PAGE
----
There’s danger in every aspect of firing, from WARN Act layoffs and exit interviews to constructive discharge and more.
Learn how to fire an employee and sidestep wrongful termination lawsuits, with battle-tested firing procedures, and employment termination letters. At last, you can fire at will!
In Minnesota, employees who suffer from a serious illness can still collect unemployment compensation if they ask their employers for an accommodation. If none is available, then the employee can collect benefits if he can’t work. But employees must tell their employers about their medical condition.
Illinois employees are protected from retaliation for filing workers’ compensation claims. Protection kicks in when a claim is actually filed or when the employer knows the employee was injured and needs medical care. But that doesn’t mean you can’t fire an injured employee for reasons wholly unrelated to the injury.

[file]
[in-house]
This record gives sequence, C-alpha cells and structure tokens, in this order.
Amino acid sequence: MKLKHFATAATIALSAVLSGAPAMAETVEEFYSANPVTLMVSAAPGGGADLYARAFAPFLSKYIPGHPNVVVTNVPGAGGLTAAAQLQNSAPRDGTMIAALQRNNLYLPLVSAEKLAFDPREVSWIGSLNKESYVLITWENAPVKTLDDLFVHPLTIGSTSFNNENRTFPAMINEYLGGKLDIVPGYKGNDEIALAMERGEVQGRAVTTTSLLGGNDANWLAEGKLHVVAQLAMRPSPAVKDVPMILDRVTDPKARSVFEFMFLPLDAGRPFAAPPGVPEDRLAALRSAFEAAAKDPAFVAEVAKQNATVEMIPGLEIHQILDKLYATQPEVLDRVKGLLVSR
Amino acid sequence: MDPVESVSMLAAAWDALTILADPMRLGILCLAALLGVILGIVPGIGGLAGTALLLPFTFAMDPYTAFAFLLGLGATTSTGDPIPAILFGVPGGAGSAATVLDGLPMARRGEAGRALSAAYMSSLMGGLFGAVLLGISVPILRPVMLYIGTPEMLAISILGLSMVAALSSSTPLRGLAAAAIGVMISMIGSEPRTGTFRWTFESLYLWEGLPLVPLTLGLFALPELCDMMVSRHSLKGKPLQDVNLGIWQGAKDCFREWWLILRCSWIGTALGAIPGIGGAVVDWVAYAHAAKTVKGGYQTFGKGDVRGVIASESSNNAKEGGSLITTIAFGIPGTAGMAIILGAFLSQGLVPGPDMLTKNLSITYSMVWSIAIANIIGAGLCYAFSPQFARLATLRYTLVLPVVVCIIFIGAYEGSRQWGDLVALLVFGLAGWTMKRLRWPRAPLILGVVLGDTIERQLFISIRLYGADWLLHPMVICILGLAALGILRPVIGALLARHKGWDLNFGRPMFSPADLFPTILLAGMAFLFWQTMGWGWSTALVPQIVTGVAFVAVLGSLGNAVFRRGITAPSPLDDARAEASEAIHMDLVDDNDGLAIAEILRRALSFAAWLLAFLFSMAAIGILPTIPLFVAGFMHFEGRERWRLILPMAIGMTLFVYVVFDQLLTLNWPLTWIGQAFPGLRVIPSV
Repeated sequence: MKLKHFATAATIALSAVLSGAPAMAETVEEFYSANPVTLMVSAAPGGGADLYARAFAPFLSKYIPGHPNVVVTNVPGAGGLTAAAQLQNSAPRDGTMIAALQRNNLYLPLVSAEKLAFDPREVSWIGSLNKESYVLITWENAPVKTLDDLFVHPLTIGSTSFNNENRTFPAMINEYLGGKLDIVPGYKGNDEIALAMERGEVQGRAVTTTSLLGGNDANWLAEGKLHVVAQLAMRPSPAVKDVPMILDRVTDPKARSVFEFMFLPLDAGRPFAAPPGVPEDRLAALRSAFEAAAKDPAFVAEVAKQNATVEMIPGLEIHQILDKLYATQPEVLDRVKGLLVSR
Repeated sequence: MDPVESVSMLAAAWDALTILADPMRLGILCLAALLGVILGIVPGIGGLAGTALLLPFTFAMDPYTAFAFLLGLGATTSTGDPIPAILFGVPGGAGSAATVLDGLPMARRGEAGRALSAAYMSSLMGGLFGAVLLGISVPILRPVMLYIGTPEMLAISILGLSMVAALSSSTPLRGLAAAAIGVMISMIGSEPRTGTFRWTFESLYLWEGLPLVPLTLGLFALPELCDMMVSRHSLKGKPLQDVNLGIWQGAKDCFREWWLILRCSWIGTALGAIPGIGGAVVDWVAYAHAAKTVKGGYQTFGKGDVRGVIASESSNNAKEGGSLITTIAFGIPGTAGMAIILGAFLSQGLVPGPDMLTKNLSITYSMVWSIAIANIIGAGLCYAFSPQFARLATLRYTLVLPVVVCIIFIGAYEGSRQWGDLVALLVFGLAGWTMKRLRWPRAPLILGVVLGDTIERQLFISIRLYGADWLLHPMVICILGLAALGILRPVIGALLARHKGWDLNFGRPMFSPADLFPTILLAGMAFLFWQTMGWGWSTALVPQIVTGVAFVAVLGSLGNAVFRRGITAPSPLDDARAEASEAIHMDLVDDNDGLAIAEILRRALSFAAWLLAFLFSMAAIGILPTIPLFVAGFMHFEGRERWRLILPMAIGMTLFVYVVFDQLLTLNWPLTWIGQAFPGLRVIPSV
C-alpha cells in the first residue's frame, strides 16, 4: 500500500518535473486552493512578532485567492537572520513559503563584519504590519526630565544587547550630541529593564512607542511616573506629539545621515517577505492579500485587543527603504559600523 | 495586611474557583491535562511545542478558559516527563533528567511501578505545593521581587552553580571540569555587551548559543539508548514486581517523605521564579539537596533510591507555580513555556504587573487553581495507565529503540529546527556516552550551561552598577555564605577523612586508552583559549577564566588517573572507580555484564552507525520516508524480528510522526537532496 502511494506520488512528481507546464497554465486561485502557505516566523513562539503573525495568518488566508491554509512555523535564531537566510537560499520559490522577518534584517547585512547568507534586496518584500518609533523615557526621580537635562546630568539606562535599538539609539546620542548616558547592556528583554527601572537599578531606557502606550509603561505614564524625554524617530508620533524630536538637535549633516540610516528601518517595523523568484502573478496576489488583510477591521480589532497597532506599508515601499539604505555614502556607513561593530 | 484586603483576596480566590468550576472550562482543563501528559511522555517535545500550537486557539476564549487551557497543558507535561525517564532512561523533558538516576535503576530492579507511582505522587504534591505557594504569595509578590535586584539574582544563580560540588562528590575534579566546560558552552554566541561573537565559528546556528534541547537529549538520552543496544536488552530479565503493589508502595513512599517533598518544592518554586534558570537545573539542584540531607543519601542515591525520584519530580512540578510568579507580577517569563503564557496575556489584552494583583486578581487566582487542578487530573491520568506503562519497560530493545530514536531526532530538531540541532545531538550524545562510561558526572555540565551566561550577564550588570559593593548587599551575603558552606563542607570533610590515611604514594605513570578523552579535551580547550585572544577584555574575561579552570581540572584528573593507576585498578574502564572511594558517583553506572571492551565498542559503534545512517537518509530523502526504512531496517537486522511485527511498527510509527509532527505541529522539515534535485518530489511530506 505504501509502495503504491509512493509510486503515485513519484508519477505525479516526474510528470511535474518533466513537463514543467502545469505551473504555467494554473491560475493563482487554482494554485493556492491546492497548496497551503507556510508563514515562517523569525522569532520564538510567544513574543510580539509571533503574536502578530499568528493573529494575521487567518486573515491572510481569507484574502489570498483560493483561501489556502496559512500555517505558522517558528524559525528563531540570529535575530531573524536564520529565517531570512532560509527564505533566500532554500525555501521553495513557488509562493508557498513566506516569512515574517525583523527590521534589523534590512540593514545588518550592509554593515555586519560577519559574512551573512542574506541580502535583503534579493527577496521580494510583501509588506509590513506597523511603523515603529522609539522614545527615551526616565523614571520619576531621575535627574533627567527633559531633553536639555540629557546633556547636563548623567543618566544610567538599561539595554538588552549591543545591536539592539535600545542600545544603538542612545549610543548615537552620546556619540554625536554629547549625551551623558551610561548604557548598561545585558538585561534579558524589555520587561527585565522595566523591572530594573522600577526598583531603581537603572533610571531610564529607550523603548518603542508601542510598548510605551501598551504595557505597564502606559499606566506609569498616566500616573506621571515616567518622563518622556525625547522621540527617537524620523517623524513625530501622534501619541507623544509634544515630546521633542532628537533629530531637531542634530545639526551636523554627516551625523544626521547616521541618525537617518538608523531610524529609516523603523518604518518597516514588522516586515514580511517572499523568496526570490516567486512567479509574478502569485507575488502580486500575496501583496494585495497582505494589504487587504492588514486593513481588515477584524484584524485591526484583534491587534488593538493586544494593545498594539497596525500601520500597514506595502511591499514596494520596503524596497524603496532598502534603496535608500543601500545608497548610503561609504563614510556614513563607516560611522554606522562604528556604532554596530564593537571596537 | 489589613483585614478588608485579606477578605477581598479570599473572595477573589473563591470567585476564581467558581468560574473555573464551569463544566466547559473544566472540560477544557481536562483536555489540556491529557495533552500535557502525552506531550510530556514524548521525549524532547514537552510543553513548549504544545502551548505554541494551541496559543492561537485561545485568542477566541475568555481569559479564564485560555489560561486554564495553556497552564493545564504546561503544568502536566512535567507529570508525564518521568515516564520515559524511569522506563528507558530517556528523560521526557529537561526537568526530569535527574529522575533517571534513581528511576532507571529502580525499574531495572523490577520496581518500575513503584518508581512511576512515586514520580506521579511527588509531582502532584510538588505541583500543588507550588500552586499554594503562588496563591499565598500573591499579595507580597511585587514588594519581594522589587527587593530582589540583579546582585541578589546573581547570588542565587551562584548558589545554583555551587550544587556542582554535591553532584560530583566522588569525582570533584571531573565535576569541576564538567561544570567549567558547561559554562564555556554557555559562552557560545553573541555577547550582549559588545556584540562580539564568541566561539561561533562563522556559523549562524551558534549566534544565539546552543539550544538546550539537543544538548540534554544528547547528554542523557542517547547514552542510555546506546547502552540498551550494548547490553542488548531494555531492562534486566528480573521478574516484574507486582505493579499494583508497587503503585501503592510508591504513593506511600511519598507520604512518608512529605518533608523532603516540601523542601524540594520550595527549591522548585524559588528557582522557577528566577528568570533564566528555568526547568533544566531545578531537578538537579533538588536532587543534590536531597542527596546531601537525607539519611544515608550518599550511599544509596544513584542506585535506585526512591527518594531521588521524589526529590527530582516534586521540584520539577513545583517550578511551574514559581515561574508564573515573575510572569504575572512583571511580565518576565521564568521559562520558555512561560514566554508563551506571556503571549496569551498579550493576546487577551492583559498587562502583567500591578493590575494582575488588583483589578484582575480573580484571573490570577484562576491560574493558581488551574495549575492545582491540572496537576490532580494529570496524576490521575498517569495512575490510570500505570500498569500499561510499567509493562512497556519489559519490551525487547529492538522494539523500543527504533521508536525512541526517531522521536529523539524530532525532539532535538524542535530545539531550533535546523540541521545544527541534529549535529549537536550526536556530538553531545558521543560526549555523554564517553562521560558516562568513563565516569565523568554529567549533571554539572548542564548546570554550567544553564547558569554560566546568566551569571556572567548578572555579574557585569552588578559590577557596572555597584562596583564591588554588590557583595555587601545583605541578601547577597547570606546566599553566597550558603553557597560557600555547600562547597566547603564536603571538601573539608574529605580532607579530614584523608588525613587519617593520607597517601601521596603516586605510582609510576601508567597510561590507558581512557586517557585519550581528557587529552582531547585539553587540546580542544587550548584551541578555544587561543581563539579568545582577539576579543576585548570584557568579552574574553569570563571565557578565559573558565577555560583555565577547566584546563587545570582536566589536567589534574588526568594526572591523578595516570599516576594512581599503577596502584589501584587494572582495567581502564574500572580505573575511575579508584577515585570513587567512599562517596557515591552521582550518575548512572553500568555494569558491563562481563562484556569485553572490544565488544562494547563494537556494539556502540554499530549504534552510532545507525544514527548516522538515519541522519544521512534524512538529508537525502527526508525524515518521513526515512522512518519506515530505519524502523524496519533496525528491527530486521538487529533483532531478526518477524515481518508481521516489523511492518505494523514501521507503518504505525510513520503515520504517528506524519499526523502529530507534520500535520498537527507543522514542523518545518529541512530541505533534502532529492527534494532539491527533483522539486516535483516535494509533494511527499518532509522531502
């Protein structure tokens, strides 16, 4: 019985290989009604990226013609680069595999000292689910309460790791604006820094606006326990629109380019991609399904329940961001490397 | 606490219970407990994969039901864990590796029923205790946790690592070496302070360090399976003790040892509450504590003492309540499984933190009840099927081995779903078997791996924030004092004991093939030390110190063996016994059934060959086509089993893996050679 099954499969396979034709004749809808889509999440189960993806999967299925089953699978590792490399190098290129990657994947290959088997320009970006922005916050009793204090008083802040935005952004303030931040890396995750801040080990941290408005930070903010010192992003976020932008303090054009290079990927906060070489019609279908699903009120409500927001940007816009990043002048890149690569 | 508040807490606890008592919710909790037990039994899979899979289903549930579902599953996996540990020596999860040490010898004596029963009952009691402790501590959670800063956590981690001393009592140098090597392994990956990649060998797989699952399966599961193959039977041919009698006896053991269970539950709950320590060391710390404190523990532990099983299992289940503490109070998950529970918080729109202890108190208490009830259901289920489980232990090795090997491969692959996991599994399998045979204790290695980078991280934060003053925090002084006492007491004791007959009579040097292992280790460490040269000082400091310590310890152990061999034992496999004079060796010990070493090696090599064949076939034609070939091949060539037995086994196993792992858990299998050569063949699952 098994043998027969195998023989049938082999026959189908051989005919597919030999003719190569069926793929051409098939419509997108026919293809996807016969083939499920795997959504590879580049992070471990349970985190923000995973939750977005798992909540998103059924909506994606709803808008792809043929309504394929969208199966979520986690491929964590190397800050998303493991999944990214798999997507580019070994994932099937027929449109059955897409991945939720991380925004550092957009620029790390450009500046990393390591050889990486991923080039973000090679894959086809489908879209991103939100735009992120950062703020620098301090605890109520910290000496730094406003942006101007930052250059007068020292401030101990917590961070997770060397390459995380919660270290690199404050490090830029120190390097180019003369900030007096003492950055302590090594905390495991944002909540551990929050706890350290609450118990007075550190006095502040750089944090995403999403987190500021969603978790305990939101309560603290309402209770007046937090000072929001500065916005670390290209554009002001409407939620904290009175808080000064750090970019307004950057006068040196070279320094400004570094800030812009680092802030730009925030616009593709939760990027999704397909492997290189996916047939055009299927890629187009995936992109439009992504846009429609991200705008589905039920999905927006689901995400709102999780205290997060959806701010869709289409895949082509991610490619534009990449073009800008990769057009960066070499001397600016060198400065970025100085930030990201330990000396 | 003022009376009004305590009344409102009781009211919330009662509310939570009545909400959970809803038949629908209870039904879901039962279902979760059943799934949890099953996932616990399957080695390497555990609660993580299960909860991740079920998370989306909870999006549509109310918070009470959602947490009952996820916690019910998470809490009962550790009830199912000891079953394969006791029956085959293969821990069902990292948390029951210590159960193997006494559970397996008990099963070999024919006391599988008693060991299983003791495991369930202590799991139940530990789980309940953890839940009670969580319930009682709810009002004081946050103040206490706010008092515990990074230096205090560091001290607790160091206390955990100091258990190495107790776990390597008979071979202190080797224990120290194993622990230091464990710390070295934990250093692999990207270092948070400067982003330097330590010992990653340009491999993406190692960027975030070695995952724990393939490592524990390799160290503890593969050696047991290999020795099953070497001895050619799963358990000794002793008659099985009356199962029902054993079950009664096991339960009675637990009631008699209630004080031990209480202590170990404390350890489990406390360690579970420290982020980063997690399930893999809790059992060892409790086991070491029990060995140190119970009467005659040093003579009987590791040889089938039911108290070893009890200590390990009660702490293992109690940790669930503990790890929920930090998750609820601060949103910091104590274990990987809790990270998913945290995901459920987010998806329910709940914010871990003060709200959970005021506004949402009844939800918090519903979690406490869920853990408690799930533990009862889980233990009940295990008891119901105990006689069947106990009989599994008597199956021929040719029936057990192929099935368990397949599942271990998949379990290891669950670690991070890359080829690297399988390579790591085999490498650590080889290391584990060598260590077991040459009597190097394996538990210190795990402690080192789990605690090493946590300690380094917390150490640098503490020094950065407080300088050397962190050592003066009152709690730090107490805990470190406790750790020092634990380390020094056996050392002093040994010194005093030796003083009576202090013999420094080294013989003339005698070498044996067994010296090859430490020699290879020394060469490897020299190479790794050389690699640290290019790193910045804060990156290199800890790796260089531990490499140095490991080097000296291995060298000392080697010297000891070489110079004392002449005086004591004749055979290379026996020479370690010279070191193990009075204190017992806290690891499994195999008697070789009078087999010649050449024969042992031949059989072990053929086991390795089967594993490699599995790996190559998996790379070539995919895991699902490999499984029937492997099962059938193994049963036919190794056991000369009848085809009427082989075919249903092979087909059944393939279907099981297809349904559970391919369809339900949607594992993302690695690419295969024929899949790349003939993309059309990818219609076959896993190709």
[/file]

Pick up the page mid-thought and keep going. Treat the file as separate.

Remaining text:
Disabled employees sometimes try to use their medical conditions as an excuse for poor behavior. Don’t fall for it. Disability can’t be used to avoid discipline for misconduct.
It used to be that managers picked up the phone when seeking HR’s input on how to handle an employee problem. These days, they send an email. That can spell big trouble. Email, unlike a phone conversation, leaves a perfect record of what transpired. And courts don’t hesitate to use email as evidence.